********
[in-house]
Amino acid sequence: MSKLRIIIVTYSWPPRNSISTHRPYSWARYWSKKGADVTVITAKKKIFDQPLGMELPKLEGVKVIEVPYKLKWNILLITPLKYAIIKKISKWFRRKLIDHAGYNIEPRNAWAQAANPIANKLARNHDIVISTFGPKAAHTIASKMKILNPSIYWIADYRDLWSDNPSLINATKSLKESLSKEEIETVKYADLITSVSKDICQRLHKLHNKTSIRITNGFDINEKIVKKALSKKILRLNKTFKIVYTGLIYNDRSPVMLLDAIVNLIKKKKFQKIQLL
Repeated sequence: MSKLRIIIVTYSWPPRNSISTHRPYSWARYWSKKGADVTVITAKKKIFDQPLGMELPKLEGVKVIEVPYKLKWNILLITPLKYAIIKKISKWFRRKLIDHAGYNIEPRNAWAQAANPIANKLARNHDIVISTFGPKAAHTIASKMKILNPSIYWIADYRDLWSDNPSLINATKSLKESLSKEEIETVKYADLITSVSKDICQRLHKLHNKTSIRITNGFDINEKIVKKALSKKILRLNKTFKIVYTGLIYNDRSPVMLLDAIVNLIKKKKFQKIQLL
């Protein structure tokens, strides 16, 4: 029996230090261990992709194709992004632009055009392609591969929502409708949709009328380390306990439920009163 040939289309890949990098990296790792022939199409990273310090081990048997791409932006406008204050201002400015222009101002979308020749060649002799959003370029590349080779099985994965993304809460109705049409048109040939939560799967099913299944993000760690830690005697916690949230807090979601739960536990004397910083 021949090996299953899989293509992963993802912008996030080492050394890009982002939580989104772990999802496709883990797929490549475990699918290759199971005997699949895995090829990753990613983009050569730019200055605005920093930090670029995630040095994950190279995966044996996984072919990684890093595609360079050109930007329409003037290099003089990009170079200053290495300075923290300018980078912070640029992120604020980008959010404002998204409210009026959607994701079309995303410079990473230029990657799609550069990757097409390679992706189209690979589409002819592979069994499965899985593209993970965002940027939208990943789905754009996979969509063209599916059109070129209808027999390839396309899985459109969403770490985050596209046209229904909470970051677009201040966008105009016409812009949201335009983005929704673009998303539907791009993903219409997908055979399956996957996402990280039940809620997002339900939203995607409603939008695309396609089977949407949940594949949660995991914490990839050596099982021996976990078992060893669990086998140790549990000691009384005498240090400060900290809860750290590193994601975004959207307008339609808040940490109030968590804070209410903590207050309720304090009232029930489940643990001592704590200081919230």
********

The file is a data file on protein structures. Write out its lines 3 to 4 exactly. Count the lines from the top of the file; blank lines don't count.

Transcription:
Repeated sequence: MSKLRIIIVTYSWPPRNSISTHRPYSWARYWSKKGADVTVITAKKKIFDQPLGMELPKLEGVKVIEVPYKLKWNILLITPLKYAIIKKISKWFRRKLIDHAGYNIEPRNAWAQAANPIANKLARNHDIVISTFGPKAAHTIASKMKILNPSIYWIADYRDLWSDNPSLINATKSLKESLSKEEIETVKYADLITSVSKDICQRLHKLHNKTSIRITNGFDINEKIVKKALSKKILRLNKTFKIVYTGLIYNDRSPVMLLDAIVNLIKKKKFQKIQLL
């Protein structure tokens, strides 16, 4: 029996230090261990992709194709992004632009055009392609591969929502409708949709009328380390306990439920009163 040939289309890949990098990296790792022939199409990273310090081990048997791409932006406008204050201002400015222009101002979308020749060649002799959003370029590349080779099985994965993304809460109705049409048109040939939560799967099913299944993000760690830690005697916690949230807090979601739960536990004397910083 021949090996299953899989293509992963993802912008996030080492050394890009982002939580989104772990999802496709883990797929490549475990699918290759199971005997699949895995090829990753990613983009050569730019200055605005920093930090670029995630040095994950190279995966044996996984072919990684890093595609360079050109930007329409003037290099003089990009170079200053290495300075923290300018980078912070640029992120604020980008959010404002998204409210009026959607994701079309995303410079990473230029990657799609550069990757097409390679992706189209690979589409002819592979069994499965899985593209993970965002940027939208990943789905754009996979969509063209599916059109070129209808027999390839396309899985459109969403770490985050596209046209229904909470970051677009201040966008105009016409812009949201335009983005929704673009998303539907791009993903219409997908055979399956996957996402990280039940809620997002339900939203995607409603939008695309396609089977949407949940594949949660995991914490990839050596099982021996976990078992060893669990086998140790549990000691009384005498240090400060900290809860750290590193994601975004959207307008339609808040940490109030968590804070209410903590207050309720304090009232029930489940643990001592704590200081919230």